Although the ECOMS-UDG provides a web interface to explore and access the datasets (shown in this section), it is strongly recommented the use of OPeNDAP client libraries to remotely access the data from scientific computing environments (see the ?R package or the ?Python and Matlab functions). Note that the different datasets are stored in ECOMS-UDG in its original format, with their particular conventions and temporal aggregations for the variables. The above packages allow accessing the different datasets in an homogeneous form, using a single table of variables.
Any of the datasets included in the UDG can be explored via Web by clicking in the corresponding name (e.g. ?System4_annual_15):
Currently, only the OPeNDAP access service is fully operative. Therefore, in this example, we will illustrate the use of this service, which allows selecting time/spatial data slices from the OPeNDAP data access form and downloading the resulting data in both ASCII and Binary formats. First of all, an authentication dialog will request a valid user name and password (see user registration for details).
Note that the variables provided (e.g. minimum temperature) are stored as gridsets. Thus, in addition to these variables, also auxiliary coordinate variables (lat, lon, run, time, member) should be handled for geo-temporal data referencing. Moreover, three time coordinates are included as referece for different grid variables because they are defined for different forecast times (one extra time for precipitation and different temporal resolution for mean sea level pressure). Note that this highly complicates the direct analysis of the data and, hence, this options is only recommend for data exploration.
In the following we show how to use this service to explore the structure of the datasets and to obtain simple pieces of information in ASCII format.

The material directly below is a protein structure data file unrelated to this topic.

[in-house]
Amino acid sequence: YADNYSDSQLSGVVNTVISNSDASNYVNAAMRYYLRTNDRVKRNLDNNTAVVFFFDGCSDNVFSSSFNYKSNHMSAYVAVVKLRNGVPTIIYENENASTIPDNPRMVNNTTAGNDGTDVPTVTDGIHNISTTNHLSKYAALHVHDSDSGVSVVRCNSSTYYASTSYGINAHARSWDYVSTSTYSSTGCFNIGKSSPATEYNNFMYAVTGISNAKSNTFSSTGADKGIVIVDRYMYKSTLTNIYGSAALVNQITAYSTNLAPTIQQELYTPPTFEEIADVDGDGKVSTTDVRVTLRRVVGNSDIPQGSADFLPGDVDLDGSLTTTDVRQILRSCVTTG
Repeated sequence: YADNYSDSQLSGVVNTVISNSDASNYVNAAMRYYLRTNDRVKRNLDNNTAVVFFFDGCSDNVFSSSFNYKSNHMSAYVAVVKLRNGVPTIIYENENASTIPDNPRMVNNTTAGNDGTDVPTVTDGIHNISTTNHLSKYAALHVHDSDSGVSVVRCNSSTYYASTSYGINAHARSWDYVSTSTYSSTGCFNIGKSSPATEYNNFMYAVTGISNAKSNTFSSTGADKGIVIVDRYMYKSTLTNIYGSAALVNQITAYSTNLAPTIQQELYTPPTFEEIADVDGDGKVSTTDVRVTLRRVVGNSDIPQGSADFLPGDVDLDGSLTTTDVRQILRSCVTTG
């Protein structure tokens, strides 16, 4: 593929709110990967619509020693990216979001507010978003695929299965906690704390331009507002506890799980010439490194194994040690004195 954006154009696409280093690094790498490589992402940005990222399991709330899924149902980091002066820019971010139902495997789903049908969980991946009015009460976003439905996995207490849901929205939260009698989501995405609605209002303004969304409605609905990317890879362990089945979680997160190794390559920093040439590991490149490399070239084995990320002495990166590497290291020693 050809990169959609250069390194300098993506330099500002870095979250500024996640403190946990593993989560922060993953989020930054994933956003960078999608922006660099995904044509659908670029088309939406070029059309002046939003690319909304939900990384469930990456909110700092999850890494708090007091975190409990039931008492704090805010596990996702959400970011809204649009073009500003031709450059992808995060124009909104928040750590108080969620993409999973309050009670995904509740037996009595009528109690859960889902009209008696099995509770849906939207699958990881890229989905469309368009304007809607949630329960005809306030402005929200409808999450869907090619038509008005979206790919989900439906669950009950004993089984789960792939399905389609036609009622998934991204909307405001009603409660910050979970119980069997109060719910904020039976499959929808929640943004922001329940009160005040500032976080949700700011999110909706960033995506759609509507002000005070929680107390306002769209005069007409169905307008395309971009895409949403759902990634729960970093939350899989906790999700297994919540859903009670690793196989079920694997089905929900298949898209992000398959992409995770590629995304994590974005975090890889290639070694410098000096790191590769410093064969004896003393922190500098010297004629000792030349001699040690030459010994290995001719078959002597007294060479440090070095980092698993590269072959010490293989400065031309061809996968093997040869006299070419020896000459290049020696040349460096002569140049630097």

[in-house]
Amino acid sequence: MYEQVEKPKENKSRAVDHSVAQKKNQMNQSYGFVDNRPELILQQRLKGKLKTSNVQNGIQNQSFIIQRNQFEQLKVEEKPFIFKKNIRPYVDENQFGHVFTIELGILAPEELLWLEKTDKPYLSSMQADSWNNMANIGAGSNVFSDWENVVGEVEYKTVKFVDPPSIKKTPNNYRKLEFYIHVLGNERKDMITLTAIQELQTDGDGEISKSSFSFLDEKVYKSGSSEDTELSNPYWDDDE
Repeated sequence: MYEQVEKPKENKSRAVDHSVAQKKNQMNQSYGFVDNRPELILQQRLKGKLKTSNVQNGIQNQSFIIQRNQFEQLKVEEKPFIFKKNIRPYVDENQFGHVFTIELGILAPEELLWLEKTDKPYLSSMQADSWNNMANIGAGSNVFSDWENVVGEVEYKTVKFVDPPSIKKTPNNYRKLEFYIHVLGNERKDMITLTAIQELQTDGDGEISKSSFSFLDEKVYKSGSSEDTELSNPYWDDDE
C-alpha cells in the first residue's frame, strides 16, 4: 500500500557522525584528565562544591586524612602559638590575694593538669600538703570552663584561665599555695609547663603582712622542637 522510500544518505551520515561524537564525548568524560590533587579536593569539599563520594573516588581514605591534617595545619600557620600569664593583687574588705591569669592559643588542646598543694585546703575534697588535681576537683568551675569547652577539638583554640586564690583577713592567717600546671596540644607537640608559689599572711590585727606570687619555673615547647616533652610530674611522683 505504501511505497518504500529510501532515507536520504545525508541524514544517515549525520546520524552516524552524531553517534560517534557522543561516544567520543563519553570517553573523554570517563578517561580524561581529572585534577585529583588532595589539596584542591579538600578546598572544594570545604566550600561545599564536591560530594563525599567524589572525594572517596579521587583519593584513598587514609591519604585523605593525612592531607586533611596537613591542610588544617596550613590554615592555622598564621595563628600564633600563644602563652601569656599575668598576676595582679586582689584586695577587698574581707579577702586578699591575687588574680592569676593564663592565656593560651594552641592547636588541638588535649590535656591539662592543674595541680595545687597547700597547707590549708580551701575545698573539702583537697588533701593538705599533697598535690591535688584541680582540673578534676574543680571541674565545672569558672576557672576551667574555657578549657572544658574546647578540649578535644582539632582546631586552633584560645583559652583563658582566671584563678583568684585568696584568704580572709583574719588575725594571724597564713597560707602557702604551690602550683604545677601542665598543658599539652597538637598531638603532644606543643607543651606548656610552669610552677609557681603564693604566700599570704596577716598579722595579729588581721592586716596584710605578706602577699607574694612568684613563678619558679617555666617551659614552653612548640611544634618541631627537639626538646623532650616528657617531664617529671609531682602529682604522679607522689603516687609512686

By default, if no specifications are given in the different subsetting boxes of the OpenDAP form, the whole data on the whole spatio/temporal and member ranges of the dataset would be accessed. However, this option will raise an error due to the large size of the request (the maximum size of a single request has been set to 100 Mbytes for the sake of multi-connection efficiency). The basic steps to retrieve subsets of data are the following:
The main disadvantage of the OPeNDAP service from the end-user point of view is that the specifications for subsetting dimensions are not given in their original magnitudes (i.e., latitudes and longitudes are not given in decimal degrees), but by the indexes of their position along their respective axes (note that first index value is always 0). Thus, to find out the indexes for the desired selection, we need to dump and analyze the particular values defined in the coordinate variable. For instance, this figure shows the 241 values defined for the lat (latitude) coordinate, as provided by the Get ASCII option (selecting the corresponding check-box).
Using these facilities it can be obtained after some calculations that the closest lat and lon coordinates for a particular location of interest (e.g. Madrid) are 66 and 475, respectively. Thus, the time series for Madrid corresponding to the example described in the previous section (minimum temperature forecasts for January with one-month lead time, i.e. from the simulations started the first of December) could be requested as shown in Figure
Note that the indexes selected for the run coordinate correspond to the December initializations (index positions 11, 23,..., and that indexes start in 0) and for the time coordinate correspond to January (positions, 31 to 62, in days after the run time). The proper use of this service requires a full understanding of the data structure and, therefore, it is only advised for data exploration.